These days I measure my yoga progress not by how many outward postures I can do, but by the degree of familiarity with my inner being. What has kept me on the yoga path for over two decades was not the routine of exercise, but the seeking of life’s fulfillment. What I have discovered is that tapping into my inner essence leads me to greater fulfillment.
With the Western (particularly in the United States) approach of seeking fulfillment through outward materiality, the practice of yoga has taught me that knowing my inner essence is most fulfilling. Yet, living in the material world is can be very alluring and overpowering. Plus, the cultural push to emphasize our materiality through the acquisition of money and possessions does not leave much room to acknowledge, nor explore this inner dimension of ourselves. To even mention this desire in some circles is dismissed as “woowoo.”
Even though yoga is about the quieting of the mind to know our inner landscape, early in my yoga teaching I packed my classes with movement through one posture into the other in order for students to feel that they “accomplished” something. I myself had been raised to collect accomplishments, as they were a sign of my worth in society. In my forties I hit the proverbial midlife crisis and in the face of my accomplishments was left asking the question, “What is my life all about?” It was at that time I found yoga (or it found me).
It seems these days the more popular yoga classes teach only the physical aspect of yoga practice rather than the mental aspect of yoga practice. Most yoga students seek their fulfillment by the outer appearance of “being in shape” and not the inner experience of having a sustained peace of mind. My weekly yoga movement class has gradually changed over the years to be in service of centering the mind. The movements are fewer and more mindful. I also offer another weekly yoga class with the specific purpose to quiet the mind through seated or lying down practices of pranayama (expansion of life force through he breath), yoga nidra, and meditation to reveal our inner essence. This exploration of our inner being is rich and nourishing beyond what the outer material world can offer.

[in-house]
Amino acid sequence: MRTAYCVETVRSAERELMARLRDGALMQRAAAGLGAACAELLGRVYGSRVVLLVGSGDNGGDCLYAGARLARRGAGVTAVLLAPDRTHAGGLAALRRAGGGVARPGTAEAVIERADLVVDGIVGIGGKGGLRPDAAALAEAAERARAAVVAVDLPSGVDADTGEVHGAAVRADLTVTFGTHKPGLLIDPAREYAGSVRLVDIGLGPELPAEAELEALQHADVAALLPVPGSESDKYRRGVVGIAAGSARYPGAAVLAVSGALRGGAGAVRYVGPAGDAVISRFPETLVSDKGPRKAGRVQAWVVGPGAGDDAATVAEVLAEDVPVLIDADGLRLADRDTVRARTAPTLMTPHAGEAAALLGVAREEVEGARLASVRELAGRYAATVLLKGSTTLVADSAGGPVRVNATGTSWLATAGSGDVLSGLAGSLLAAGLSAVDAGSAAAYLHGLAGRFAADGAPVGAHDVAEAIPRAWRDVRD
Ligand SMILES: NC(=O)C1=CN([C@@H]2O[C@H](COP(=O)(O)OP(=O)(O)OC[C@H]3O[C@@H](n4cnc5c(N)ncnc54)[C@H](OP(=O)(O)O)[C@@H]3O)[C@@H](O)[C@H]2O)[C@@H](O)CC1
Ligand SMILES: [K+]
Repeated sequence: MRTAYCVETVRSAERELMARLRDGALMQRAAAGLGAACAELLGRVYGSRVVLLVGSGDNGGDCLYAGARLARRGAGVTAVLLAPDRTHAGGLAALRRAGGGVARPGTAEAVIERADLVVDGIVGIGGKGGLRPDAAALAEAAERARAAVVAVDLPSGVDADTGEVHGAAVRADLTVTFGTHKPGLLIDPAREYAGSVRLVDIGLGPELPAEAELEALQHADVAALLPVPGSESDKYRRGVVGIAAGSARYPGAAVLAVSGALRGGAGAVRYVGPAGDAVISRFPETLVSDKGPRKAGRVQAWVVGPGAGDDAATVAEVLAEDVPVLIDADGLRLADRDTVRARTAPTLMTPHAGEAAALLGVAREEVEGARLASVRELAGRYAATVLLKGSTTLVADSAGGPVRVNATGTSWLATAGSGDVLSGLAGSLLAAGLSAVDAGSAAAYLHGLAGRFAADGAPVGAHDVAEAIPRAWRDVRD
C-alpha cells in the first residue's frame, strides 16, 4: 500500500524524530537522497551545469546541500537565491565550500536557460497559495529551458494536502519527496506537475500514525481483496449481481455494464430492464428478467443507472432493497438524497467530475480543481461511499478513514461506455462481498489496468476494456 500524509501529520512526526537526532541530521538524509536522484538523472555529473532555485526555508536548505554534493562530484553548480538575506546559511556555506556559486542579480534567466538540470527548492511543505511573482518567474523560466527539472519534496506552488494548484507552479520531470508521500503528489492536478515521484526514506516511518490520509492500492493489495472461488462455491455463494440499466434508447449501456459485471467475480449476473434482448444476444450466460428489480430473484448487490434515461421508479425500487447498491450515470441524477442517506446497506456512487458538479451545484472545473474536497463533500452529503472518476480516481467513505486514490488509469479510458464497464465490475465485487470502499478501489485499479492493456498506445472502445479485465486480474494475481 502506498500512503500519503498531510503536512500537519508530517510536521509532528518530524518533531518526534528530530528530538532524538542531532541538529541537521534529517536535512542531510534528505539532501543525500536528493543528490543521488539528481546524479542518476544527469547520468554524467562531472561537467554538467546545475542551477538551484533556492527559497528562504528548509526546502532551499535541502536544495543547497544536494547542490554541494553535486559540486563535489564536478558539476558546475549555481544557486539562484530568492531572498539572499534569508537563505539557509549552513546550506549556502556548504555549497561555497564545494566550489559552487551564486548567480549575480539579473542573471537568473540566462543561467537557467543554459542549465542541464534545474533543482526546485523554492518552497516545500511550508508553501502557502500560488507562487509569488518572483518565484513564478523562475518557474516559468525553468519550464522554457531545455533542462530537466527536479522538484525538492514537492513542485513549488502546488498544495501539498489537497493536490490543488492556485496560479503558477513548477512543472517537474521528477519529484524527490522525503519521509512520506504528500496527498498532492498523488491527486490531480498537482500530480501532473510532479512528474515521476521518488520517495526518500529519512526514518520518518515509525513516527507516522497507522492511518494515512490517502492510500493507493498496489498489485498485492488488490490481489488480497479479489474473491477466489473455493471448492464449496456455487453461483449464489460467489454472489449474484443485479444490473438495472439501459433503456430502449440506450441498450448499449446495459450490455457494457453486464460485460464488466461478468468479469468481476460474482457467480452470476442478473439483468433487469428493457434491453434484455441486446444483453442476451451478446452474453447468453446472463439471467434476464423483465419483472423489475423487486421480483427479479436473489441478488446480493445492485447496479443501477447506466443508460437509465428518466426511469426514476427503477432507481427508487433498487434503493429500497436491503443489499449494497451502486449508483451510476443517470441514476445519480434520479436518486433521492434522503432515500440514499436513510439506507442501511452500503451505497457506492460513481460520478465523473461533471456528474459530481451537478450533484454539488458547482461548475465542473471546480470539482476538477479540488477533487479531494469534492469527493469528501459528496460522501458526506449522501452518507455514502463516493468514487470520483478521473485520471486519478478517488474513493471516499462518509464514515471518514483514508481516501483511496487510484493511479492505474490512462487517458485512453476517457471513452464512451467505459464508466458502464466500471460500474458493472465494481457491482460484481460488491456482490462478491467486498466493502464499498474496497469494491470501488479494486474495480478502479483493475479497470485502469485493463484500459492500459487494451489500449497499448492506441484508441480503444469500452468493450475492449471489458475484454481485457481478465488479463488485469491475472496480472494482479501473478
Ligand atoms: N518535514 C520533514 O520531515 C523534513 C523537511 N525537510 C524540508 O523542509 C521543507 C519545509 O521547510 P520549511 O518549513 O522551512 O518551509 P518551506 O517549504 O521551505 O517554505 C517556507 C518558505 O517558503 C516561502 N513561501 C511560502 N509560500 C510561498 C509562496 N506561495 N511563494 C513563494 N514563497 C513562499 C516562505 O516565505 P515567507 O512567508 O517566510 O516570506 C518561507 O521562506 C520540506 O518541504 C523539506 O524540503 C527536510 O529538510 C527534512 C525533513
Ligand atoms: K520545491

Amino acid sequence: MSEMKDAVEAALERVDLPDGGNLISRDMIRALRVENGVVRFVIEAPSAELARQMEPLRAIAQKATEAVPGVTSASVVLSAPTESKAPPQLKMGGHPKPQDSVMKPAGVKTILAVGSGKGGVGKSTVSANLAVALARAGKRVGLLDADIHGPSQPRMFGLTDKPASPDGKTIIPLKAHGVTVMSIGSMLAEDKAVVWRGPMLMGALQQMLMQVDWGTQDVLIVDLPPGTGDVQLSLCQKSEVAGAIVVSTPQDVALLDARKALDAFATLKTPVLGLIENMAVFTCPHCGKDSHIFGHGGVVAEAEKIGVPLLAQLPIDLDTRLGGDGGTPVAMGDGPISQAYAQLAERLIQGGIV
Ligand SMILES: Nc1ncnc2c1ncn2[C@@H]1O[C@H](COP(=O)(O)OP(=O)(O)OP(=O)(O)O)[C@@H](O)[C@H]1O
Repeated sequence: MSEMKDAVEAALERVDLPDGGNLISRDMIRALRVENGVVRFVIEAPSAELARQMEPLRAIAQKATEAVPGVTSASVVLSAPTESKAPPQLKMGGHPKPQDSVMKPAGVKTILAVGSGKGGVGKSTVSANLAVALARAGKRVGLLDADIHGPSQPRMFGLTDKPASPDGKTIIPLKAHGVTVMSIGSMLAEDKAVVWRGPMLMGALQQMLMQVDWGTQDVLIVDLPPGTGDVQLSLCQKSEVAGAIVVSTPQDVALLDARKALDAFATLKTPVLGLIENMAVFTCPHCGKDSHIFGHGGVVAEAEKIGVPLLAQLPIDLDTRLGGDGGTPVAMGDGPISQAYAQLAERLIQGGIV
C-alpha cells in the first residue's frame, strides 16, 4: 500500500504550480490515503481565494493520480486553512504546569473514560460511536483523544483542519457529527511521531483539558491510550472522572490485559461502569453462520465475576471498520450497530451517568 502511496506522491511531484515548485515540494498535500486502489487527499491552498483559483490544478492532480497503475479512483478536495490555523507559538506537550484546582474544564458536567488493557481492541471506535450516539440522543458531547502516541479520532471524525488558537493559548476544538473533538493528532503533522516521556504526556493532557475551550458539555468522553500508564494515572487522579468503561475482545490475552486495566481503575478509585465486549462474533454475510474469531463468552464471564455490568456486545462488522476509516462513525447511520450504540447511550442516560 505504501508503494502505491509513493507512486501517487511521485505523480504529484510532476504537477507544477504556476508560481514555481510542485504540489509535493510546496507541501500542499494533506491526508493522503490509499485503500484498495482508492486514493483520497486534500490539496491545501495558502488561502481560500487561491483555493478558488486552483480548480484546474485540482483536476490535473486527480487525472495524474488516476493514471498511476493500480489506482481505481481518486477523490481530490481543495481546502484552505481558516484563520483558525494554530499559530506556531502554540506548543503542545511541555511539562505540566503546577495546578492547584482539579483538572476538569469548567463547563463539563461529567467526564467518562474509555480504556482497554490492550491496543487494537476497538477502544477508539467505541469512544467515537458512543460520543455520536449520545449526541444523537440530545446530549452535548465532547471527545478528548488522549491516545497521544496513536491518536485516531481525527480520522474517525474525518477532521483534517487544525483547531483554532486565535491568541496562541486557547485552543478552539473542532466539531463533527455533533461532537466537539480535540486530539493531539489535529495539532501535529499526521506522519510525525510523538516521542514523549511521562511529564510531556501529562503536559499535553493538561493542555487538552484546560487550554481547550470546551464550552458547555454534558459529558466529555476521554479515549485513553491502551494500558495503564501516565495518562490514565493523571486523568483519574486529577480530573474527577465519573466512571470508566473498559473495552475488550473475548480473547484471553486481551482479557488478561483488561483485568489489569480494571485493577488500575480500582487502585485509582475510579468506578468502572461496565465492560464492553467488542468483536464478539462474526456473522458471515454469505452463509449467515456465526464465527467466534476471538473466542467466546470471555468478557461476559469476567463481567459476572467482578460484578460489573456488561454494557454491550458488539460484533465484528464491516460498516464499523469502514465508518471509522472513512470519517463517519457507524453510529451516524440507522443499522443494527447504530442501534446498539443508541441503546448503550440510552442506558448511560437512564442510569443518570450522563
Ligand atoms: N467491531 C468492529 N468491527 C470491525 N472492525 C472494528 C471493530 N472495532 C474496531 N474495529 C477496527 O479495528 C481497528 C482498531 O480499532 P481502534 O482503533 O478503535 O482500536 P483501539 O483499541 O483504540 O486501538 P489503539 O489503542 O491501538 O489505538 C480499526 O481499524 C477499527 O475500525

When I die, I (as well as everybody else) will leave materiality behind. The inner essence will be all that I have to carry me into the ever after. For me, to practice yoga is to ready myself for this letting go of the physical world which includes the body. No matter how many postures I do, this body will eventually decay. My peace will be in the cultivation of mind that is not attached to the trappings of the physical world. Instead of a struggle to let go, I hope to have a curiosity as to whether what I have experienced in meditation is the potential for my mind to merge into the eternal consciousness.